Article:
Daniel Lane writes from Bedminster, New Jersey:
I went to the local Barnes and Noble to move a copy of Bush's memoir to the True Crime section. Someone beat me to it, though. As an extra bonus, Beck...
The former president is talking about his book, live on Facebook today at 2 P.M. Pacific, 5 P.M. Eastern Media Elite.
With the midterms behind us and President Obama's next talk on Afghanistan just ahead, Republicans find themselves hamstrung by 48 words. They're found on page 355 of President Bush's new memoir, Decision Points, and they concern a September 2006 conversation he had with Sen. Mitch McConnell (R-Kentucky).
Mitch has a sharp political nose, and he smelled trouble.
"Mr. President," he said, "your unpopularity is going to cost us control of the Congress."
. . .
"Well, Mitch," I said. "What do you want me to do about it?"
"Mr. President," he said, "bring some troops home from Iraq."
We'll have much more about this on the show tonight at 9 Eastern. Help us welcome the new workweek and the lame-duck Congress, too. Fun.
UPDATE: Tonight, we're playing the full show from our interview with Jon Stewart. For now, a second look at this viewer letter and the remarkably civil debate about it.
Regarding Jon Stewart and Rachel Maddow on whether it's fair to call President George Bush a war criminal, @Matt the Southern Liberal writes:
I agree that Bush is guilty of war crimes. I say this because I don't want that point misunderstood.
Bush actually did an excellent job of demonstrating the damage that poor rhetoric can do to the world. He painted a broad stroke across a region of the world and referred to it as the axis of evil. In doing so, he redefined entire regions as evil. This redefinition included civilians, soldiers and terrorists alike. This redefinition even included Americans. This rhetoric is why we're still debating things like the Mosque in New York and border issues in the south. It's because he helped inspire fear throughout our country. He created a monster for us to hate. What else can you do with a monster after all, but hate it. You can't talk to monsters, can't learn from them and you certainly can't have diplomacy with them. They are monsters once adequately defined as such and all you can do is grab your stakes, mirrors and garlic and go to work.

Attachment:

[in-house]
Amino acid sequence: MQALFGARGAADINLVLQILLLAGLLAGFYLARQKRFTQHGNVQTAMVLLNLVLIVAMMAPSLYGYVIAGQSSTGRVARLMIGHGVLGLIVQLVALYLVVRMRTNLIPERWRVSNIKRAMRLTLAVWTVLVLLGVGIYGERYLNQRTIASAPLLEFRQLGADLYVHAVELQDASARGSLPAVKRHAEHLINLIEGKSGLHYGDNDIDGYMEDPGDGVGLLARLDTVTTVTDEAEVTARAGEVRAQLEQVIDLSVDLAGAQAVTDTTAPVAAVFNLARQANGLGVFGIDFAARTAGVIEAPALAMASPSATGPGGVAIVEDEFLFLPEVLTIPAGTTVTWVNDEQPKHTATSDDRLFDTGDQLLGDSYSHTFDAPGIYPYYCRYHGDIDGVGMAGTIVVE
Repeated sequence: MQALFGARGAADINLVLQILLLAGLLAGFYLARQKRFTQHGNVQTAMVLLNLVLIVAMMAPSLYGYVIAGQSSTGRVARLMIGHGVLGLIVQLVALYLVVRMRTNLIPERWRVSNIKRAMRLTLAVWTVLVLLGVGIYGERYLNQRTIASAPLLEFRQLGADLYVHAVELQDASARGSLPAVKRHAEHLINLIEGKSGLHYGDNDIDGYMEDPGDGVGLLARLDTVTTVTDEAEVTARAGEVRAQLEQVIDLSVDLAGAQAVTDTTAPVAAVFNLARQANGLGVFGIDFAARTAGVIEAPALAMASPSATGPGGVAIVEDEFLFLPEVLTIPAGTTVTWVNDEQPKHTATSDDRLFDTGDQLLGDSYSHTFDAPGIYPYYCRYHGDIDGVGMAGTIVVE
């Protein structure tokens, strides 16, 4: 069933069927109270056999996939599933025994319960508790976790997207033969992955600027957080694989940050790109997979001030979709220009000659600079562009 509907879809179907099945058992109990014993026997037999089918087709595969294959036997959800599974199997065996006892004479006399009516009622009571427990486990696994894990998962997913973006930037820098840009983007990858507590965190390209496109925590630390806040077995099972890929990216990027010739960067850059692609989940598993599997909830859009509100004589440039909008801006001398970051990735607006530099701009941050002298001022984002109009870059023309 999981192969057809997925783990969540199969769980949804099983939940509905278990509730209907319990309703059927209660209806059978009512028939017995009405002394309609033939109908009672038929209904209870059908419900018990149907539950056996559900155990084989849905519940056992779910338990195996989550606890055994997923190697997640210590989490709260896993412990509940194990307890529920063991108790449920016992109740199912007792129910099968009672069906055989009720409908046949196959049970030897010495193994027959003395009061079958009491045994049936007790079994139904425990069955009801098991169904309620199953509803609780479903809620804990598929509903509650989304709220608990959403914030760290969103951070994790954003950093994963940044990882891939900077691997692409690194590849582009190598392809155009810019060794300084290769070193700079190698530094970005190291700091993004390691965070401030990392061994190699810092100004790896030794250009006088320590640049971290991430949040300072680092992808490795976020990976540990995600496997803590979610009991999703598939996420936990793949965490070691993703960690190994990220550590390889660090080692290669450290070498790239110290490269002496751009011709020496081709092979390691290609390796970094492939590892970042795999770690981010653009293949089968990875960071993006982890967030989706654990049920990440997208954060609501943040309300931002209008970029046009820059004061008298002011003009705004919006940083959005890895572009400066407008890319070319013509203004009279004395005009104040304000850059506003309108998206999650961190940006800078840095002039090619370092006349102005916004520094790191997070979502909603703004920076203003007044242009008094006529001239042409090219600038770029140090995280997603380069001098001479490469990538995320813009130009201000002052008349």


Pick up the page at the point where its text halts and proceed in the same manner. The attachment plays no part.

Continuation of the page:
I just don't want to repeat Bush's disaster from the other side. I'd rather keep things in perspective. Bush's real crimes involved a lack of understanding regarding how to fight a just war. It involved too much faith in information, unjust torture and being too quick to go to war. We could call him a monster for these things but there's a greater value to his presidency. We can learn from his tragic leadership. We can demand leaders who understand what a just war is. We can push for patience the next time we feel threatened and aren't quite sure of who our enemy is. I'd rather Bush be a cautionary tale of poor leadership, poor rhetoric and impatience than a monster for us to chase with a stake. We may not get to see him to justice, but at least we can try to avoid such a leader in the future.
Albert Motta sends this pic from a Costco in California:
Taken at a Costco in California. Gotta love the marketing!
At least it's not filed under True Crime, which has been known to happen.
When it comes to torturing people, former President George W. Bush is still not embarrassed. Emphasis mine:
In a memoir due out Tuesday, Bush makes clear that he personally approved the use of that coercive technique against alleged Sept. 11 plotter Khalid Sheik Mohammed, an admission the human rights experts say could one day have legal consequences for him.
In his book, titled "Decision Points," Bush recounts being asked by the CIA whether it could proceed with waterboarding Mohammed, who Bush said was suspected of knowing about still-pending terrorist plots against the United States. Bush writes that his reply was "Damn right" and states that he would make the same decision again to save lives, according to a someone close to Bush who has read the book.